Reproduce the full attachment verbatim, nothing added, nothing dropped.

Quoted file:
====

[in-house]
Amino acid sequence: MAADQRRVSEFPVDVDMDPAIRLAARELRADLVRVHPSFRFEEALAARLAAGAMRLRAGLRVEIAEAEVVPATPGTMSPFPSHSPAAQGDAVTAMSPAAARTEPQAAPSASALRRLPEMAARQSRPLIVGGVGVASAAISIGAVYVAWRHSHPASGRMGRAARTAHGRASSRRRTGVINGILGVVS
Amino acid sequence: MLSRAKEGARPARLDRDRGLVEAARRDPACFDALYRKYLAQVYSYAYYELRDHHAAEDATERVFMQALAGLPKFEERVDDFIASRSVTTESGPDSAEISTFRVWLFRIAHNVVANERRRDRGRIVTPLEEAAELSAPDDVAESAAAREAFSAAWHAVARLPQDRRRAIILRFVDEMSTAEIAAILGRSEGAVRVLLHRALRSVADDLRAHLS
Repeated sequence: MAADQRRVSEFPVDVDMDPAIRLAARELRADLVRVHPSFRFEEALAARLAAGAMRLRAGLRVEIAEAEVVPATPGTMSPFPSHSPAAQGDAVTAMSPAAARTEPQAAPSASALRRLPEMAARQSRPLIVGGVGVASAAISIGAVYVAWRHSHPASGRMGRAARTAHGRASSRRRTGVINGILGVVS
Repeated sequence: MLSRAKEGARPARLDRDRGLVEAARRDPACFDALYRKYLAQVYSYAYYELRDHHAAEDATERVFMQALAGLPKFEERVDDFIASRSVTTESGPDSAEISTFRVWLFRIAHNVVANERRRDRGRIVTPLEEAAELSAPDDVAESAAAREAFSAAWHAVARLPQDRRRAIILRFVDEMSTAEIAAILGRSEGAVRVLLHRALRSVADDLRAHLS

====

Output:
[in-house]
Amino acid sequence: MAADQRRVSEFPVDVDMDPAIRLAARELRADLVRVHPSFRFEEALAARLAAGAMRLRAGLRVEIAEAEVVPATPGTMSPFPSHSPAAQGDAVTAMSPAAARTEPQAAPSASALRRLPEMAARQSRPLIVGGVGVASAAISIGAVYVAWRHSHPASGRMGRAARTAHGRASSRRRTGVINGILGVVS
Amino acid sequence: MLSRAKEGARPARLDRDRGLVEAARRDPACFDALYRKYLAQVYSYAYYELRDHHAAEDATERVFMQALAGLPKFEERVDDFIASRSVTTESGPDSAEISTFRVWLFRIAHNVVANERRRDRGRIVTPLEEAAELSAPDDVAESAAAREAFSAAWHAVARLPQDRRRAIILRFVDEMSTAEIAAILGRSEGAVRVLLHRALRSVADDLRAHLS
Repeated sequence: MAADQRRVSEFPVDVDMDPAIRLAARELRADLVRVHPSFRFEEALAARLAAGAMRLRAGLRVEIAEAEVVPATPGTMSPFPSHSPAAQGDAVTAMSPAAARTEPQAAPSASALRRLPEMAARQSRPLIVGGVGVASAAISIGAVYVAWRHSHPASGRMGRAARTAHGRASSRRRTGVINGILGVVS
Repeated sequence: MLSRAKEGARPARLDRDRGLVEAARRDPACFDALYRKYLAQVYSYAYYELRDHHAAEDATERVFMQALAGLPKFEERVDDFIASRSVTTESGPDSAEISTFRVWLFRIAHNVVANERRRDRGRIVTPLEEAAELSAPDDVAESAAAREAFSAAWHAVARLPQDRRRAIILRFVDEMSTAEIAAILGRSEGAVRVLLHRALRSVADDLRAHLS